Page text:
What's in a name?
If that name includes "tax," the potential for political trouble.
With Republicans controlling the House and the Senate, and a governor who signed Grover Norquist's pledge, there has been real opposition in the Pennsylvania Capitol to anything that could be seen as a tax increase.
But that doesn't mean revenues are in full lock-down, and when changes are discussed, they're discussed with much care. (Remember the "impact fee?")
In an interview this morning, House Majority Leader Mike Turzai, R-Bradford Woods, was making the case that Gov. Tom Corbett's legislative agenda has made significant progress, even though June 30 has come and gone without pension reform, liquor privatization or transportation funding becoming law.
"There's a lot of good news," he said. "The House on March 21st sent a historic privatization bill to the Senate. On June 4th, the Senate sent a very large -- let me rephrase that -- a very large gas tax proposal for transportation funding."
The legislation in question would raise billions of dollars in new annual revenue for the state's roads, bridges and mass transit systems, in large part by applying a tax paid by fuel distributors -- now assessed on just part of the wholesale price of gas -- to the full gasoline cost.
But talk of it as a tax increase has come from supporters only when they -- like a few of the senators whose chamber voted 45-5 for the bill -- argue that their votes are displays of political courage. More often, references to the transportation bill as a tax increase have been from conservatives explaining their opposition or House Democrats saying that, given the political cost of a tax vote, they need a better bill.
(Right after his February budget address, Corbett explained the removal of the Oil Company Franchise Tax cap like this: "What we're suggesting is not a new tax, not increasing the tax, but taking the cap off of that and let the market set where we're going with our prices. ... There's an artificial cap. If we believe in a free market system, an artificial cap doesn't work.")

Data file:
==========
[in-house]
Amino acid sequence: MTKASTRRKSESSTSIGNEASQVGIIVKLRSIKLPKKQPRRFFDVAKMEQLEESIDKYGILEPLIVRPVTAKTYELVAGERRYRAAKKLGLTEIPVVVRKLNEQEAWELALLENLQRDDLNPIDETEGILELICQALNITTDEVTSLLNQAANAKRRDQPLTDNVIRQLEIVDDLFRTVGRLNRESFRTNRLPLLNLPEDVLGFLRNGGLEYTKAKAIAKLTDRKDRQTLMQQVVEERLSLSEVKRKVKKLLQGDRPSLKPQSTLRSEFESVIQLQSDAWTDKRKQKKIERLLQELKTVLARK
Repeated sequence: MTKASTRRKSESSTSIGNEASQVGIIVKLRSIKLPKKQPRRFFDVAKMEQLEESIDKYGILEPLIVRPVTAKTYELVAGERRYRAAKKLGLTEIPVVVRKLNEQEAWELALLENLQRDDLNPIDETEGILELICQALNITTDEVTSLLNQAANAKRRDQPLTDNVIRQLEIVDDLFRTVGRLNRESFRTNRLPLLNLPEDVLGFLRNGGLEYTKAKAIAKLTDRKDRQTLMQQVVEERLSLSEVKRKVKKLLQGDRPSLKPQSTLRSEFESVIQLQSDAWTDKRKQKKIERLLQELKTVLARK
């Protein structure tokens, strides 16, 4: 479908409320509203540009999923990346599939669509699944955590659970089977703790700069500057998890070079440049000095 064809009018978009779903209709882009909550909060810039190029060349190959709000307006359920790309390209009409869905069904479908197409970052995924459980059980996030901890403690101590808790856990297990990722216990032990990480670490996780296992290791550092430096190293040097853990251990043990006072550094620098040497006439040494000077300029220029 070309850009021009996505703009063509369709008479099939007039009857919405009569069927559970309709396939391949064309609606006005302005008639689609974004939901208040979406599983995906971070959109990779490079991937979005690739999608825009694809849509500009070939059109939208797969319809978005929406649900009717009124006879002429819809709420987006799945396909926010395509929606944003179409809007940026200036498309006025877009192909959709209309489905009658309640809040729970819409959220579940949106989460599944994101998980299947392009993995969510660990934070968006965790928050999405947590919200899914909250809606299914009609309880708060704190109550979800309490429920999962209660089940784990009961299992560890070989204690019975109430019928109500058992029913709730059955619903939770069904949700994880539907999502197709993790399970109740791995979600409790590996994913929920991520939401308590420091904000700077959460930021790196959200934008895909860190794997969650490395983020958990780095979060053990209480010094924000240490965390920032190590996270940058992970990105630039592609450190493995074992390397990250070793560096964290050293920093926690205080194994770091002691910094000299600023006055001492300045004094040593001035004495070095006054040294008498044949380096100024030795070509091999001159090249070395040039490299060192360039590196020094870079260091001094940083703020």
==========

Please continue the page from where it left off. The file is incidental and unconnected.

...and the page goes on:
So ask Turzai moments later about his choice of words, and cue a re-write. The majority leader and his staff took pains to clarify that "a very large gas tax proposal" is not what they call the bill.
" 'Large transportation funding bill' is my phrase," Turzai said. "I would like to make sure that that's clear for the record."
He made clear, too, that he supports the version of transportation funding the House passed out of committee last week.
It's been no secret that House Republicans have struggled to find support for a bill that would raise so much money. The plan they voted out of committee was rejected as too small by Democrats but couldn't attract enough Republican support to move without minority-party votes.
Tax proposal or not, Turzai said the issue is still on its way.
"Things are significantly teed up for the fall," he said. "We believe that the hearings that folks will hold over the summer will allow us to get to closure on these important issues."